The New Year has finally arrived, and for a lot of people, that means that it’s the perfect time to start making some important changes. While many of you will be focused on things like losing weight, quitting smoking, or accomplishing other personal goals, it’s worth noting that a new year is also a great opportunity to start thinking about your financial health, and how you can make the most out of your budget.
Making the effort to take control of your finances in time for 2018 could mean that you’re better prepared to accomplish more of your cash-related goals. The only problem is, while most people know that they need to get better at managing their money, many don’t know how to start. With that in mind, here are 5 steps to launch you on the path to financial freedom.
1. Make a Realistic Budget
The first and most important thing you can do when you’re trying to be more sensible with your money is figure out how you’re using it in the first place. Look at how much you have coming in each month, and how much you have going out. Then organise your expenses into “essentials” and “luxuries”.
For most people, the key to successful budgeting is not pushing yourself to give up on too many things at once. Allow yourself the occasional treat, and you’ll find that you’re less likely to fall off the wagon when it comes to making difficult decisions on what to purchase.
2. Schedule Time to Assess Your Money
Once you’ve got a budget in mind, it’s important to remember that you should be constantly evaluating and updating it to suit your current circumstances. Some of the most financially successful people in the world spend hours every month planning and managing their finances.
Set up a recurring date in your calendar for a day where you sit down and consider all the money you’re spending. This will help you to review upcoming expenses, consider changes you need to make to your financial strategy, and determine how well you’re doing when it comes to meeting your goals. As the months go by, you’ll be able to see yourself making progress, and this could help to keep you motivated throughout the year.
3. Set Short-term, and Long-term Goals
Speaking of motivation, that’s one of the key problems that people face when they’re trying to take control of their money. If you don’t have the right drive keeping you focused, then you’re going to have a harder time when it comes to convincing yourself that you shouldn’t be spending your entire salary.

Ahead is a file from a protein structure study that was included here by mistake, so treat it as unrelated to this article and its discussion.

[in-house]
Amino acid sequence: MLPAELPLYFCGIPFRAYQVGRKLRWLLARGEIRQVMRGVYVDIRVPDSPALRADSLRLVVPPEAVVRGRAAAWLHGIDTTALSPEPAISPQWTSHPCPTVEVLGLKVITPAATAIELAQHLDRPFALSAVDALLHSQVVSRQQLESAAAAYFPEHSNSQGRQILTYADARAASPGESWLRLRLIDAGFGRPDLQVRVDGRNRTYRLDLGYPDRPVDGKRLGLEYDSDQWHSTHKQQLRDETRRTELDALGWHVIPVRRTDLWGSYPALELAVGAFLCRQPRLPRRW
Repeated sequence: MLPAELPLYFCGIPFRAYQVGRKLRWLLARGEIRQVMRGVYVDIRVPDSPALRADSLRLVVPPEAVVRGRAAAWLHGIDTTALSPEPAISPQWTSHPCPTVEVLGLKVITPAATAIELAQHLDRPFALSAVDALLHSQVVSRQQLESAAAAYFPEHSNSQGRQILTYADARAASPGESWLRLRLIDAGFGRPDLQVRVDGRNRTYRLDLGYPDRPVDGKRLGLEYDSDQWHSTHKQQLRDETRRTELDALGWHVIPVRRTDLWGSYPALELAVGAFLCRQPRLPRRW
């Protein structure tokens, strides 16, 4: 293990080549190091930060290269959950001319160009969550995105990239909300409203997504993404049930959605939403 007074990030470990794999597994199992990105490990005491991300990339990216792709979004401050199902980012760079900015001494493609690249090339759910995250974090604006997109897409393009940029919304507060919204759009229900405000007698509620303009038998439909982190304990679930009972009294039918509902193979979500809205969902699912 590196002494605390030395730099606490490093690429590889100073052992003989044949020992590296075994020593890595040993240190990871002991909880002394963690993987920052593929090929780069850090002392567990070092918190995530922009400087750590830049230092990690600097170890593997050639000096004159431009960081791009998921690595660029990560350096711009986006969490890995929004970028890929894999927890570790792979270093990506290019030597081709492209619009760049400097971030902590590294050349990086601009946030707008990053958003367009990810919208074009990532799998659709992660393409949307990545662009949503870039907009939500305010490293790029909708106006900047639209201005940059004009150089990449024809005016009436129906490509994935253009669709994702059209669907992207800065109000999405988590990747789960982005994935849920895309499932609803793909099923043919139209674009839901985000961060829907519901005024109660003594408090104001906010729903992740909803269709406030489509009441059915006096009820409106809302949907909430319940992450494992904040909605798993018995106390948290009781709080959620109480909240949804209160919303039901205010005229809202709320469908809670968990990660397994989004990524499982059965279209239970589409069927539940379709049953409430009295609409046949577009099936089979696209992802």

Setting some long, and short-term goals at the start of the year could improve your focus. For instance, ask yourself what you’d like to be able to accomplish in the next 6 months, as well as where you’d like to be at the end of the year. Is there anything in particular that you want to be saving for? Or are you simply looking for a way to make sure you’re not living from check to check?
4. Educate Yourself on Personal Finance
While money plays a huge part in many peoples lives, we don’t get a great deal of education to help us understand it when we’re growing up. There are no classes in school specifically tailored to money management, which means that many people are left wandering through life without a clue of how they should be handling their cash.
If you’re not sure how to make the most of your money, commit some time to reading up on your finance options. Don’t try to learn everything at once, just give yourself twenty minutes a month to read some blog posts, or peruse some interesting articles.
5. Speak to an Expert
Finally, if you feel completely confused and overwhelmed by the concept of finances, then it might be helpful to speak to someone who can assess your situation and provide some personalised advice. Financial planners and money experts can give you an insight into what your options are based on your current cash flow situation. This is particularly useful for people who might be interested in making some investments or saving money for retirement.
Speaking to an expert about your finances isn’t the right option for everyone, but it’s great for those who want to feel in control of their money, but don’t want to have to go through the process of figuring everything out alone.